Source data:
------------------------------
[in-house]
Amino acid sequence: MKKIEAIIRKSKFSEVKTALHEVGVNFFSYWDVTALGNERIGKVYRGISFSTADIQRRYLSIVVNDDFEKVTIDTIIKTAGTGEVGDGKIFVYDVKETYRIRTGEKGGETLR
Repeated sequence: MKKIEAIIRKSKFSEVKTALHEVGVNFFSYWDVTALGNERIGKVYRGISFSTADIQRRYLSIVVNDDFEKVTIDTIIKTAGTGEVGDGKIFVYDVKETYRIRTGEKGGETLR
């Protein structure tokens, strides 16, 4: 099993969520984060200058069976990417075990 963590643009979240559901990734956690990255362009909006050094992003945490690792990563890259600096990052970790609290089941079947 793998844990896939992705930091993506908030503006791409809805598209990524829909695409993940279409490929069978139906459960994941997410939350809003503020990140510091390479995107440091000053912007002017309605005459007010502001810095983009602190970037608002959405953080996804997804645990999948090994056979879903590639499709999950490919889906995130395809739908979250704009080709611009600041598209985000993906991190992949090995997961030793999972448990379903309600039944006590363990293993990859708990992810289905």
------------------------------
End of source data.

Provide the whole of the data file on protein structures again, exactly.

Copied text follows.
[in-house]
Amino acid sequence: MKKIEAIIRKSKFSEVKTALHEVGVNFFSYWDVTALGNERIGKVYRGISFSTADIQRRYLSIVVNDDFEKVTIDTIIKTAGTGEVGDGKIFVYDVKETYRIRTGEKGGETLR
Repeated sequence: MKKIEAIIRKSKFSEVKTALHEVGVNFFSYWDVTALGNERIGKVYRGISFSTADIQRRYLSIVVNDDFEKVTIDTIIKTAGTGEVGDGKIFVYDVKETYRIRTGEKGGETLR
């Protein structure tokens, strides 16, 4: 099993969520984060200058069976990417075990 963590643009979240559901990734956690990255362009909006050094992003945490690792990563890259600096990052970790609290089941079947 793998844990896939992705930091993506908030503006791409809805598209990524829909695409993940279409490929069978139906459960994941997410939350809003503020990140510091390479995107440091000053912007002017309605005459007010502001810095983009602190970037608002959405953080996804997804645990999948090994056979879903590639499709999950490919889906995130395809739908979250704009080709611009600041598209985000993906991190992949090995997961030793999972448990379903309600039944006590363990293993990859708990992810289905």